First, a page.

Children on the streets ask “How do our laws impact poverty and inequality?”

Everyone is constantly living under laws and regulations set by governments – laws and regulations that are put in place to protect everyday people – but do laws work?

Are they enforced correctly?

Are they set with everyone’s best interests in mind?

These are the issues that were discussed during today’s Inequality Question, with 183 views and 22 different threads. There were many opinions raised with contributors from Uganda, the UK and America responding to the question (chosen by the children on the streets) “Do our current laws increase inequality and poverty in the community?”

There was an overarching viewpoint that laws contributed to inequality and poverty, however the reasons behind this were less clearly agreed. As the debate progressed several key themes developed: Powerful People, Law Enforcement and Ideas for Change.

Powerful People

The discussion began with Freida in the UK saying “YES!!! They are made by people with power and money to benefit people with power and money. The only way to change is to have a more proportional system of people making laws and not just the rich elites.”.

Freida was not alone in her stance on laws – many others agreed that this was the case, and David in Uganda responded to Freida by mentioning a new bridge that is currently being built in Jinja, highlighting that people with power make you pay money to use the bridge. David stressed that this brought inequality between the poor and the rich. Later, another contributor commented that lawmakers will discriminate against different geographical areas when creating laws – highlighting how this can cause inequality – they referred to the fact that the good roads are only in urban areas and this affecting accessibility.

James on twitter began to speak about how housing is a human right according to the UN, but the governments ignore this despite being law maker. He suggested that the way to resolve this issue is to remove shelter as a form of investment and capital.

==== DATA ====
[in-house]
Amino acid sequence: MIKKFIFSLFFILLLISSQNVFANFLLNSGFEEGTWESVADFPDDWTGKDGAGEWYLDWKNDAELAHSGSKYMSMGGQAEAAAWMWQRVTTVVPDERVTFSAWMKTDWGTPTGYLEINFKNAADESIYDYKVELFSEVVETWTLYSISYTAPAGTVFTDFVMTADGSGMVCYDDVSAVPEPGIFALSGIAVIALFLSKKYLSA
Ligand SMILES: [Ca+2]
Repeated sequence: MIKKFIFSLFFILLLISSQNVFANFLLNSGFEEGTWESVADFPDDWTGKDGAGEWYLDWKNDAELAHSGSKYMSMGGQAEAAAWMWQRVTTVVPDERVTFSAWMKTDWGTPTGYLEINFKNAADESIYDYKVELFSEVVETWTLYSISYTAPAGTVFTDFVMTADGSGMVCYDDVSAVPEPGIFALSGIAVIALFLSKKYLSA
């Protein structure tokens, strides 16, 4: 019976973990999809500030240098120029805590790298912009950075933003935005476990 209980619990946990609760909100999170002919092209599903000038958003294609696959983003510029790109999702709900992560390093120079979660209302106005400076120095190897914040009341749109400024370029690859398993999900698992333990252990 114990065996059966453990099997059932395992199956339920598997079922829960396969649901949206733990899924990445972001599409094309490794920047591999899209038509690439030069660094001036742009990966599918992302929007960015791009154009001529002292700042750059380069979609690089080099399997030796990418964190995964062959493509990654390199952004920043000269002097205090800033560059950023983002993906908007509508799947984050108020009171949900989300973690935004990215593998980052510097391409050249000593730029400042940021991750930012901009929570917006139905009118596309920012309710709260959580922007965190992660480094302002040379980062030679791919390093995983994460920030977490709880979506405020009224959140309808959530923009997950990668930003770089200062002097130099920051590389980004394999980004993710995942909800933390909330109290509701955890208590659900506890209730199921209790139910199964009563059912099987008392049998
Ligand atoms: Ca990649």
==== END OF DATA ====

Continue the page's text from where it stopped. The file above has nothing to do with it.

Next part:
Also from twitter, Monica shared a helpful visual to show how barriers to equality might be created by lawmakers:

Law Enforcement


Although early discussion focussed on lawmakers, the responsibility then shifted onto those actually enforcing the law. This view was particularly stressed amongst the Ugandan contributors. Emmanuel from Uganda added to a different post that there is a lot of bribery throughout the police. This means that those who have money and power can get away with breaking the law as the police will turn a blind eye. Jose, also from Uganda, said that “we must increase the accountability of police” to stop this form of corruption.

The next thread to be created was from Bill in the UK, who echoed Emmanuel and Jose in his statement that “people acting better” will cause change, as if people do not allow themselves to engage in corruption then there would be significant improvement in the enforcement of our laws worldwide, and an improvement in the number of individuals breaking these laws.

Ideas for Change

As the live debate reached its end the contributors started to stop looking at the problem, and they began to discuss the solution. Although there were many more contributions that positioned themselves alongside the already discussed themes, but perhaps the most interesting, and definitely most hopeful, comments were those regarding what can be done to stop laws being used to increase inequality.

Dan and Xander from the UK started a particularly interesting thread on speaking out when things are wrong:

Others responded that what is needed is people coming together and speaking as a united voice, emphasising power in numbers.

Both Zubaili and Ssekate from Uganda commented that having more young people as politicians will mean that their voices are heard – perhaps we have some politicians in the making?


The debate today was a great success. It was brilliant to see comments coming in fast from multiple continents and really thought-provoking ideas and issues were raised.

You can view all the discussions on the website – and join in next month’s debate when a new topic will be chosen by the children living on the streets of Uganda!

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